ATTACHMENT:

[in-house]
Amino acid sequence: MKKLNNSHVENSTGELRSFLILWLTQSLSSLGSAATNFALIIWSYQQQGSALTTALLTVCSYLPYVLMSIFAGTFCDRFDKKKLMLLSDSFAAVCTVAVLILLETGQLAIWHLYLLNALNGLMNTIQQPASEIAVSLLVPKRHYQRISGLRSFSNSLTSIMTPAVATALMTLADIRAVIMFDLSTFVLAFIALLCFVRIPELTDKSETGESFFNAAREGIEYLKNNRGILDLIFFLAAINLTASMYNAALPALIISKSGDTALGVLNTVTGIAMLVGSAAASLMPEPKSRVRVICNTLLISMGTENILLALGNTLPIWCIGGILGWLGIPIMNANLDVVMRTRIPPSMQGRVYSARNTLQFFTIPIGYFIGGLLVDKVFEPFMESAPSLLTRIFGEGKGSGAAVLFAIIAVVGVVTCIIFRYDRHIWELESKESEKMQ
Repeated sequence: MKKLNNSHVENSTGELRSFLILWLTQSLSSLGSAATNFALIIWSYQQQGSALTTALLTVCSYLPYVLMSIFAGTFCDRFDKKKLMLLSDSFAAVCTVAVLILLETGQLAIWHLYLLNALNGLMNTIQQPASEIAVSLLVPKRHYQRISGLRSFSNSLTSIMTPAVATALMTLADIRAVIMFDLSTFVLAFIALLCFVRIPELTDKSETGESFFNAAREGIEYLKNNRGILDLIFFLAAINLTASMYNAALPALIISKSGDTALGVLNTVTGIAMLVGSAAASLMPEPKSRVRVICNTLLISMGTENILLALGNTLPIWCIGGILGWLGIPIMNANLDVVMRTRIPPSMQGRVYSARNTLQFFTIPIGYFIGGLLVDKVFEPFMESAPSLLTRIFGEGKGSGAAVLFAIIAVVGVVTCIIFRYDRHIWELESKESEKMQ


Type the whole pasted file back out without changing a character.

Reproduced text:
[in-house]
Amino acid sequence: MKKLNNSHVENSTGELRSFLILWLTQSLSSLGSAATNFALIIWSYQQQGSALTTALLTVCSYLPYVLMSIFAGTFCDRFDKKKLMLLSDSFAAVCTVAVLILLETGQLAIWHLYLLNALNGLMNTIQQPASEIAVSLLVPKRHYQRISGLRSFSNSLTSIMTPAVATALMTLADIRAVIMFDLSTFVLAFIALLCFVRIPELTDKSETGESFFNAAREGIEYLKNNRGILDLIFFLAAINLTASMYNAALPALIISKSGDTALGVLNTVTGIAMLVGSAAASLMPEPKSRVRVICNTLLISMGTENILLALGNTLPIWCIGGILGWLGIPIMNANLDVVMRTRIPPSMQGRVYSARNTLQFFTIPIGYFIGGLLVDKVFEPFMESAPSLLTRIFGEGKGSGAAVLFAIIAVVGVVTCIIFRYDRHIWELESKESEKMQ
Repeated sequence: MKKLNNSHVENSTGELRSFLILWLTQSLSSLGSAATNFALIIWSYQQQGSALTTALLTVCSYLPYVLMSIFAGTFCDRFDKKKLMLLSDSFAAVCTVAVLILLETGQLAIWHLYLLNALNGLMNTIQQPASEIAVSLLVPKRHYQRISGLRSFSNSLTSIMTPAVATALMTLADIRAVIMFDLSTFVLAFIALLCFVRIPELTDKSETGESFFNAAREGIEYLKNNRGILDLIFFLAAINLTASMYNAALPALIISKSGDTALGVLNTVTGIAMLVGSAAASLMPEPKSRVRVICNTLLISMGTENILLALGNTLPIWCIGGILGWLGIPIMNANLDVVMRTRIPPSMQGRVYSARNTLQFFTIPIGYFIGGLLVDKVFEPFMESAPSLLTRIFGEGKGSGAAVLFAIIAVVGVVTCIIFRYDRHIWELESKESEKMQ